Functional decomposition – and the structuring an enterprise around the functional decomposition – remains popular with management teams and enterprise architects even today. Indeed, it has become so ubiquitous, so commonplace and habitual that managements may even do it unconsciously – without thinking. Nobody would even think to question the existence of a separate “Accounting Function” – and organisational division or unit dedicated to carrying out that function. 

The traditional organisational structure – Operations, Marketing, Finance etc. –  is a reflection of the high-level functional decomposition of the arbitrary (commercial) enterprise. [This is one reason why novice enterprise architects and inexperienced managers sometimes mistake ‘function’ for organisation or vice versa – and sometimes don’t fully appreciate ‘function’ in abstract terms, or produce an organisational model when asked to produce a functional one.] 

Almost every enterprise architecture description would necessarily include a functional (and organisational) perspective. There may even be a view dedicated to just the functional decomposition hierarchy,depending on the methodology used. In the analysis of modern enterprises the functional view is often traced through into the technical architecture – in the functions of software components, or robots, or other machines – as well as the teams of people. The relationship between functions and organisational units may be described by an “interaction matrix” or “dependency matrix” – again depending on the methodology used. [ This is, of course, not possible if managers fail to distinguish properly between functions and organisations (units) – which is one reason for adopting the method. ]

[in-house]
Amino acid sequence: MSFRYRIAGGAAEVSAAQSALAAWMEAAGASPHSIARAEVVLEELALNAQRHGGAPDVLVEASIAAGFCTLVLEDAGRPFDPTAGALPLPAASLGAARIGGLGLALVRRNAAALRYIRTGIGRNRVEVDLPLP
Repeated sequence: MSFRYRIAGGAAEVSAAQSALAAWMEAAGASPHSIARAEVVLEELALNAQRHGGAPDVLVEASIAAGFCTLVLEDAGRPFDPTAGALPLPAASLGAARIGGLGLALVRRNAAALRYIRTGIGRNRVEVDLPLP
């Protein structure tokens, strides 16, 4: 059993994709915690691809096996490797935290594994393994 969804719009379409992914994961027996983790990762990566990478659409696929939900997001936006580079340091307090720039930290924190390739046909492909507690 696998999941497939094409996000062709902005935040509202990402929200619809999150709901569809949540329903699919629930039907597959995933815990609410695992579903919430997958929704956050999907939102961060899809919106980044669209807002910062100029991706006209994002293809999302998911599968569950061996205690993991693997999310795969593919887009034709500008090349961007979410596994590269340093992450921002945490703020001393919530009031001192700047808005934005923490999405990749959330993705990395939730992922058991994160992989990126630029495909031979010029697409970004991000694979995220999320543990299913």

However, most enterprise architecture teams would argue that a functional view alone, or even a functional and organisational view, is far from enough. A functional decomposition and an organisational decomposition are necessary parts of an enterprise analysis and model – but not sufficient to enable rational decision-making instead of unconscious conformity to an historic model. Others argue that “… executives need to re-think the concepts through which they have classically viewed the firm. 

Describing the organization as a set of sequentially ordered parts no longer captures its essential properties. In its place they need to use a dynamic and integrated model …” [Laszlo, E & Laszlo, C. in “The Insight Edge – An Introduction to the Theory and Practice of Evolutionary Management”]. An enterprise architecture model?